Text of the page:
Defence minister clears the army of Slovak Levies

Minister Gajdoš ordered that professional soldiers who were active in the paramilitary group are excluded from the Slovak army.

Defence Minister Peter Gajdoš during the May 17 cabinet session.Defence Minister Peter Gajdoš during the May 17 cabinet session.(Source: TASR)

Defence Minister Peter Gajdoš (junior coalition party, SNS) ordered the exclusion of professional soldiers who were active in the paramilitary grouping Slovak Levies from army ranks, without stating the precise number.

The minister pointed out, as quoted by the Aktuality.sk website, that the group is trying to replace the state's role in defending the nation. “Professionals take part in these activities and pass on their experience to civilians,” Gajdoš explained, as cited by the website. He also informed that the ministry will “adopt all possible legislative measures to limit such activities”.

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He added that a professional soldier must behave so that they do not jeopardize the public's trust. “We won’t allow the Armed Forces to lose citizens’ trust after individuals’ failures,” Gajdoš summed up.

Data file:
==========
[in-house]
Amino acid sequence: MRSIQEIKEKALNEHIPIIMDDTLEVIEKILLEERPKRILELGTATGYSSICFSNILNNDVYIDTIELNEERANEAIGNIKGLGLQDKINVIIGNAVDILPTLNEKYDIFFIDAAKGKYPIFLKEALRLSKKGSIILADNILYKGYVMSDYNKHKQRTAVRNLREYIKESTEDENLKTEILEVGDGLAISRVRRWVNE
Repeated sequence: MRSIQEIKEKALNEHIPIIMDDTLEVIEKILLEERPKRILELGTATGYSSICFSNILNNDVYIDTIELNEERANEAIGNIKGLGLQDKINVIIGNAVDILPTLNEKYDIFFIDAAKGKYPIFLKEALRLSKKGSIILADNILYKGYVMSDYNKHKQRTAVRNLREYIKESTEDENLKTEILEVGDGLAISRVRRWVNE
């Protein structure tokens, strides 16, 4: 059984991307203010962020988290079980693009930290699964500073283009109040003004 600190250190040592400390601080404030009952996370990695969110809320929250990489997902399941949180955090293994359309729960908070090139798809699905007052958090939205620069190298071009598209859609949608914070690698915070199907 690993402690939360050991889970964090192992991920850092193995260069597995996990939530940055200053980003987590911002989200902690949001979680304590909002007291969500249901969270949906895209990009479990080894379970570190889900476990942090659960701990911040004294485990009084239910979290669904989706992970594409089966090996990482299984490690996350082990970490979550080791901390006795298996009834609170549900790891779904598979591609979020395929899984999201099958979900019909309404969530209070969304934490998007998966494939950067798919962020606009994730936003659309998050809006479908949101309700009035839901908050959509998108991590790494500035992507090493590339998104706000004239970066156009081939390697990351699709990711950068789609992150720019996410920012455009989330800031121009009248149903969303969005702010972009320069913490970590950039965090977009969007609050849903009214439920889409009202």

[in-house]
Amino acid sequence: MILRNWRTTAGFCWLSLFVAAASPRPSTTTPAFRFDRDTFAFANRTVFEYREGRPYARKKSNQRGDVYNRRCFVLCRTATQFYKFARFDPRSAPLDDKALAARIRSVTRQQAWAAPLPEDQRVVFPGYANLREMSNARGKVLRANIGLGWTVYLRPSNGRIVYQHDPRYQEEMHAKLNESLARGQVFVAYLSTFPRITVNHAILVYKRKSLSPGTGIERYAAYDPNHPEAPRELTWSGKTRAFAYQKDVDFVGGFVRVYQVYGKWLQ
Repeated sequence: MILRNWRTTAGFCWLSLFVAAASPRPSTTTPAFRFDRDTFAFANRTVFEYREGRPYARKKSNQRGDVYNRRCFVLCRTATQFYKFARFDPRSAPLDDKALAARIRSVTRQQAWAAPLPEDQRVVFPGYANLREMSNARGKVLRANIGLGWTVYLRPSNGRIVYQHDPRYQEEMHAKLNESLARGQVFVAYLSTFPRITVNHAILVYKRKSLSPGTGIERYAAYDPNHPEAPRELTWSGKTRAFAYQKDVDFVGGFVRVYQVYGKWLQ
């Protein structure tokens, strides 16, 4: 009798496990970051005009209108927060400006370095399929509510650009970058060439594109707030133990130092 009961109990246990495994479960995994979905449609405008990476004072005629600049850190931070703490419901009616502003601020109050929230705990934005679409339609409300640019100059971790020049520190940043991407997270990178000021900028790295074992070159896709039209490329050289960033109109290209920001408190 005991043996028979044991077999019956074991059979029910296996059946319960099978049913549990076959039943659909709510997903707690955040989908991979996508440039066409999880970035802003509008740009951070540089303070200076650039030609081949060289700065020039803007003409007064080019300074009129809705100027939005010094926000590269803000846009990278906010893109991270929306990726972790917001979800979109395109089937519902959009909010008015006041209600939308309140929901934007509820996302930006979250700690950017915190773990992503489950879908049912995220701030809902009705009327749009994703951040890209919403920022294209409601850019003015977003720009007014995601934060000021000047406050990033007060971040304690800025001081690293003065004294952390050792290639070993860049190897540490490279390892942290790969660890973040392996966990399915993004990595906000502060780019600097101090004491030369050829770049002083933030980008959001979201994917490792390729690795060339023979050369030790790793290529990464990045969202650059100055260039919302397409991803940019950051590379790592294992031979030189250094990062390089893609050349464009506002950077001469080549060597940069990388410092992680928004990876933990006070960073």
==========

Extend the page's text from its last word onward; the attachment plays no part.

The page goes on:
Democracy in jeopardy

In Slovakia, “activities are formed which can be abused for non-democratic purposes, be it to the benefit of an individual or a small group of people who don’t act in compliance with foreign-policy orientation of Slovakia but rather violate the security interests of our homeland”, Gajdoš noted, as quoted by the Sme daily.

The minister stressed that it's a big problem that some of the professionals involved in the Slovak levies hold top ranks within the paramilitary organisation, and are authors of strategic and training documents, thus abusing the knowledge and skills gained during training in the Slovak army.

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Gajdoš also said, as quoted by Sme, that he finds it alarming that Slovak Levies publicly present themselves with military hierarchy, unified terminology, army training and elements, while also using army equipment and various types of arms. Moreover, Slovak levies have publicly questioned the tasks and roles of state security bodies repeatedly when protecting state interests, “thus trying to replace the security functions of the state, Gajdoš added, as cited by Sme.

This, in turn, increases the risk of radicalism and extremism in Slovak society.

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